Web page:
I love to sew; I do it for fun and for relaxation. And I like to make things for my two grandchildren, so I was excited to discover “Sew and Play” by Farah Wolfe. It contains instructions for sewing 11 games for children.
First I made fabric pancakes decorated with brown felt syrup and yellow felt butter for the “Pancake Game.” I added a store-bought play skillet, plates and a pancake turner.
There are eBooks and there are eAudiobooks, but have you ever seen a eBook and eAudiobook combined? Meet OverDrive Read-along! Read-along books are eBooks that are professionally narrated while you read along with the highlighted words. These eBooks are easy to use. Once the book is open, you click “Play Narration,” and off it goes! Going back and playing a section again is simple. Just click on the words where you want to start, and the narration will begin where you clicked. If you need to stop, simply click “Pause Narration.”
Read-along books are a great tool for children learning to read. Have them read a page to you, and then click on the narration to see if they were right! If not, pause the narration and have them try again. You and your child can also do it the other way around where they listen first and then repeat. Hearing the words pronounced will help them understand the meaning of the text.
Over the summer I came across an Elsa doll at a garage sale. I have many young cousins who would love an Elsa doll, so I adopted her. There was only one problem — Elsa had badly tangled hair. Elbow grease and a good brushing alone weren’t going to be enough to free her knotted locks. So I searched online and found several suggestions on how to get the tangles out. Below, I’ve complied the best methods for restoring doll hair to a tangle free state. Feel free to try it out! It may save you some time and money and give you the opportunity to play with your child. You can have a blast running a baby doll hair salon together!
First, I brushed out what tangles I could from Elsa’s hair with a good stiff bristled brush. Then I mixed 1/4 cup of fabric softener with very hot water and put it into a shallow baking dish. I let Elsa’s hair soak for about 15 minutes in the mixture, then I rinsed the hair thoroughly with hot water. I avoided getting water down the neck of the doll, since it can get caught in the body cavity. If your doll still has massive tangles, you can add leave-in-conditioner to the doll’s wet hair. Add conditioner a few drops at a time and work it in thoroughly to prevent oily hair. I combed Elsa’s hair while wet with a wide tooth comb and let it dry. And voila! Elsa was restored to her original beauty.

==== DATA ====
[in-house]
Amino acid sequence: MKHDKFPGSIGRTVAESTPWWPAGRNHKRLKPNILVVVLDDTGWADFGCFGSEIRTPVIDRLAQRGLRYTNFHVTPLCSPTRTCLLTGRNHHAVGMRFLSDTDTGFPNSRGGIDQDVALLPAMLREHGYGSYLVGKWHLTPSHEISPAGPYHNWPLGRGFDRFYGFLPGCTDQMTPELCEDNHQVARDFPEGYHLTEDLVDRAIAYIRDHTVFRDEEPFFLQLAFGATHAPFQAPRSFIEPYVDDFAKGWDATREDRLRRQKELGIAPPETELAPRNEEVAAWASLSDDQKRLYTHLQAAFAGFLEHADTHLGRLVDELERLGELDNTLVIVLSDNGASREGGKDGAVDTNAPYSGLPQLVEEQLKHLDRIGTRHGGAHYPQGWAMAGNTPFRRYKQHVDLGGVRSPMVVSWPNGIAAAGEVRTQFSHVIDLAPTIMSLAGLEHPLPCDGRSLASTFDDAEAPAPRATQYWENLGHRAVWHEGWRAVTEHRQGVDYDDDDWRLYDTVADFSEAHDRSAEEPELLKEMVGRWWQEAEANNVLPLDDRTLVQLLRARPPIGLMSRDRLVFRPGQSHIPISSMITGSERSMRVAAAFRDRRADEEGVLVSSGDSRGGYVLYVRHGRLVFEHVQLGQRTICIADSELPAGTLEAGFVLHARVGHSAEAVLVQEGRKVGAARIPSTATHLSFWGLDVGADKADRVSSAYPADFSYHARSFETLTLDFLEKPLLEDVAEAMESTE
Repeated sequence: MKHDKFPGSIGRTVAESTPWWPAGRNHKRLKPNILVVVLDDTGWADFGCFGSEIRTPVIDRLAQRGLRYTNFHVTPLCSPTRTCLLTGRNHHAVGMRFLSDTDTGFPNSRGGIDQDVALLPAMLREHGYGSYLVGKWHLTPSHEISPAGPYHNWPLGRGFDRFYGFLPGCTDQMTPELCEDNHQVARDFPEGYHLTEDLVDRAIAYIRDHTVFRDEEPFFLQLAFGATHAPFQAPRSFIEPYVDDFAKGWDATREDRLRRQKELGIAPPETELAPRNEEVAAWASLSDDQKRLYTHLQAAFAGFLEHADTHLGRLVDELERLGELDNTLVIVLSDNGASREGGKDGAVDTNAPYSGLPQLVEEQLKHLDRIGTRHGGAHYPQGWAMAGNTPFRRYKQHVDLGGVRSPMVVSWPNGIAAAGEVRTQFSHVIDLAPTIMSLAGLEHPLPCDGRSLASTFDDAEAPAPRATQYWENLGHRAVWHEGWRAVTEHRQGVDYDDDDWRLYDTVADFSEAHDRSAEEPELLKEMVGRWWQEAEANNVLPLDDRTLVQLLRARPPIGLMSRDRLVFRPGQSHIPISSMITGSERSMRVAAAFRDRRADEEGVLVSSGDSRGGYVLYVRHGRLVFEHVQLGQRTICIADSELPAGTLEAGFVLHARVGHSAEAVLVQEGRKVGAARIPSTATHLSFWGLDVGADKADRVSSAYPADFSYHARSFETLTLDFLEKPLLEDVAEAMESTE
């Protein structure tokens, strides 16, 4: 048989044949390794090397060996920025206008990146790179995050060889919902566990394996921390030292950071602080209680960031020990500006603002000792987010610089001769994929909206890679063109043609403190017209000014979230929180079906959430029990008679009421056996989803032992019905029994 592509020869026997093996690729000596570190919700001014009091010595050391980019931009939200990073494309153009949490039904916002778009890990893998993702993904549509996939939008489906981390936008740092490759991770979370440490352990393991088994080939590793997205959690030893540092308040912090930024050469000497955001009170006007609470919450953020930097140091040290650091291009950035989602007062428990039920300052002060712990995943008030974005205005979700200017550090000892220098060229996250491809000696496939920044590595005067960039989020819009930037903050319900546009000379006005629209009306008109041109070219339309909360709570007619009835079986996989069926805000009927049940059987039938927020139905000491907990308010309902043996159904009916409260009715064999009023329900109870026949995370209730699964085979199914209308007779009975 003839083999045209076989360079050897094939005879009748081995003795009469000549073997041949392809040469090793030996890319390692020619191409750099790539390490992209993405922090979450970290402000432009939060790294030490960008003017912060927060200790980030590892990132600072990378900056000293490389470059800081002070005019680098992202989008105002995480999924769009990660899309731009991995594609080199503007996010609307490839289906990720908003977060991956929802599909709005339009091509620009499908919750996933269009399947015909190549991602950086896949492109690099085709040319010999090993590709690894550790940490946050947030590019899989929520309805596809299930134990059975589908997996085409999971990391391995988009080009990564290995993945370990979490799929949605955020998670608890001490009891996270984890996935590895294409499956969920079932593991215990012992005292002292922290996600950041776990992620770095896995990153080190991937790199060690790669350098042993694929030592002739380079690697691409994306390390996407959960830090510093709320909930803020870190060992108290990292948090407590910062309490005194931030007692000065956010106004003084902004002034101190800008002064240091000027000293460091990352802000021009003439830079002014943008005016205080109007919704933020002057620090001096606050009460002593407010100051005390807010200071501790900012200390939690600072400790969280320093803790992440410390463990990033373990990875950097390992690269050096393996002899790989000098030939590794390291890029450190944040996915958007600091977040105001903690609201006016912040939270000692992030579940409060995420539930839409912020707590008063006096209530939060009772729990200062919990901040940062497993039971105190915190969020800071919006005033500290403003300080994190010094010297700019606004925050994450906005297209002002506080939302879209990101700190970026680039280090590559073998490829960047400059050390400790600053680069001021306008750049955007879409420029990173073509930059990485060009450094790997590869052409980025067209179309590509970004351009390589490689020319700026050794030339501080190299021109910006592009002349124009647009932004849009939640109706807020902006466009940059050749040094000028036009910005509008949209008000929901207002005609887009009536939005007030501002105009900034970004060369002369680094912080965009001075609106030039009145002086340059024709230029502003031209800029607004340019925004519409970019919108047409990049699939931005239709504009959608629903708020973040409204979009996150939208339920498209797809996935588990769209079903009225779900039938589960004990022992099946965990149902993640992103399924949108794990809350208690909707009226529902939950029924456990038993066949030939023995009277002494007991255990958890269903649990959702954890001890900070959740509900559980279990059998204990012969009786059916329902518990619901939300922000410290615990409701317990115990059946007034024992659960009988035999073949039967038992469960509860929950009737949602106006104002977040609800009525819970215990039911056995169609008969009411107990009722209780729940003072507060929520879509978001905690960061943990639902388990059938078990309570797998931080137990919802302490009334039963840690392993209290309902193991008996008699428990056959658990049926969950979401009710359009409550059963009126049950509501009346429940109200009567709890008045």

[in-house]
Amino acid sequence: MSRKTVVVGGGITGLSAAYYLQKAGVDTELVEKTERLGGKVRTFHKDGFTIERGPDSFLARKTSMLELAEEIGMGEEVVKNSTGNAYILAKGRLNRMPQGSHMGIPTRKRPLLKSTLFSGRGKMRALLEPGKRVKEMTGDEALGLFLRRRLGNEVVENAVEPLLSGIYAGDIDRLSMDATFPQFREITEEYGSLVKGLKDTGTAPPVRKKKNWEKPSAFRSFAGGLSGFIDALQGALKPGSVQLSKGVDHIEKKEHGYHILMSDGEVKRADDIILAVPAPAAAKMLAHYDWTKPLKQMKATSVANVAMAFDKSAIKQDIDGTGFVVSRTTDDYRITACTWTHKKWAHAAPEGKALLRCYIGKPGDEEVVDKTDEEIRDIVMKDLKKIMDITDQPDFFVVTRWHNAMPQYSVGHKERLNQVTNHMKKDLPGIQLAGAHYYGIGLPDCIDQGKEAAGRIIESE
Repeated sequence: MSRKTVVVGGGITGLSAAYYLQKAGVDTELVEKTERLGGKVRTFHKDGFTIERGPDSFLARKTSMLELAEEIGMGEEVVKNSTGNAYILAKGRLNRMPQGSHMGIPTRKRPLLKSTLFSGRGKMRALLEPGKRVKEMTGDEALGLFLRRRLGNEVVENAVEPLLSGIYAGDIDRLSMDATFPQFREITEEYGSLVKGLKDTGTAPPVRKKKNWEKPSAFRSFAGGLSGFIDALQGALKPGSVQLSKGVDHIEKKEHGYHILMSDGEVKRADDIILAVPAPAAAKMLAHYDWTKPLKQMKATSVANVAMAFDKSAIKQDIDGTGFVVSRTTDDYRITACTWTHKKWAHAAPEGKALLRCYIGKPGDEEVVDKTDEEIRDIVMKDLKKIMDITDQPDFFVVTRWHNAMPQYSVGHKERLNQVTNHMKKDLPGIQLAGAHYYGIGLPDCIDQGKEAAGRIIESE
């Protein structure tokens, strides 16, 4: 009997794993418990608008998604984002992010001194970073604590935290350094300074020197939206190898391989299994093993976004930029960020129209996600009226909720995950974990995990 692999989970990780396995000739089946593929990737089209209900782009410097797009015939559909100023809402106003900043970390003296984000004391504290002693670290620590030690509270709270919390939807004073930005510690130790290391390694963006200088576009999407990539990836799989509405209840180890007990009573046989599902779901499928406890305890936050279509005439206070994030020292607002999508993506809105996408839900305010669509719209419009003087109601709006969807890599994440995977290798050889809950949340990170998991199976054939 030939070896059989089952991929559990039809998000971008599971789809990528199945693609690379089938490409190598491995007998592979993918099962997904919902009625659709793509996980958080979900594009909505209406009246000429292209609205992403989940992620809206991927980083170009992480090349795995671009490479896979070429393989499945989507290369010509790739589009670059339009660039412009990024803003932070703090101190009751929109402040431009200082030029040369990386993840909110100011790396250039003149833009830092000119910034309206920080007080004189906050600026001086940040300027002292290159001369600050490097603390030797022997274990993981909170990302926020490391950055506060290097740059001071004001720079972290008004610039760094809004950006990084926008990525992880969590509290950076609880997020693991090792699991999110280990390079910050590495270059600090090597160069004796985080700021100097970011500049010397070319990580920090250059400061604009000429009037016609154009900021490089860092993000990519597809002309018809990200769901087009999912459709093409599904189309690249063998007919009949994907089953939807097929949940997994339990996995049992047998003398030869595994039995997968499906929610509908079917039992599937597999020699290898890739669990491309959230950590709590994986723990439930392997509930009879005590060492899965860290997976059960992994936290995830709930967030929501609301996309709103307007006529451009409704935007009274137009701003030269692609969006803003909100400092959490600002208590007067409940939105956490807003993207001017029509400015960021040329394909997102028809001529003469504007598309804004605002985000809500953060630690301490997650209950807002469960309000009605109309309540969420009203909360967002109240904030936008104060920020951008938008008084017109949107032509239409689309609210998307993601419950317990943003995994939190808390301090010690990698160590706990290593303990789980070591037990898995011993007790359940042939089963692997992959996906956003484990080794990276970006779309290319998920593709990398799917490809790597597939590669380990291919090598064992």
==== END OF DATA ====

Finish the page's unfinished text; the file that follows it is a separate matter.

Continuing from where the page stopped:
One aspect of our Summer Reading theme “On Your Mark, Get Set, Read!” concerns eating good food that will fuel your engine. Sometimes families decide to change their eating habits, especially if a child is diagnosed with food allergies. Changing diets can be a hard task to accomplish for both kids and adults. While every situation is different, the library provides many books that may help ease that transition. Here are a couple books that I recommend.
“Eat Like a Dinosaur: Recipes & Guidebook for Gluten-Free Kids” by the Paleo Parents is a great resource to use when introducing a gluten-free diet to your kids. This cookbook starts with a story that you can read to your kids about why this family changed their lifestyle. The narrator tells the reader that while change is hard, the benefits outweigh the struggles. In every recipe there are pictures and detailed directions that show what steps children can help with. Allowing children to have a hands-on approach may help the food transition go more smoothly. Every recipe is free of grains, dairy and legumes. Continue reading →
Does your child need a little extra help focusing during story times or other children’s programs? We’ve got you covered! We’re proud to be introducing the Fidget Box–now available at all three branches and on Bookmobile, Jr. What is a fidget you ask? A fidget is a small tool (disguised as a toy) that kids can hold, squeeze and, well, fidget with, all the while helping them concentrate. Fiddling with a fidget is a great and quiet way to channel energy that might otherwise disrupt others. Our fidget boxes contain toys, I mean tools, to tantalize the senses, including a small weighted lap blanket, a Koosh ball, Tangles and more!
What about fidgeting when you aren’t at the library? Try Silly Putty, Play-Doh or stress balls. You can also try making your own fidgets. Cut up a pool noodle to make a stress ball. Wrap a pipe cleaner around a pencil or take out the middle man and wrap it around your finger, as seen here. And don’t worry grownups, you can fidget too–keep one of these by your desk and just see how productive you can be. Happy fidgeting!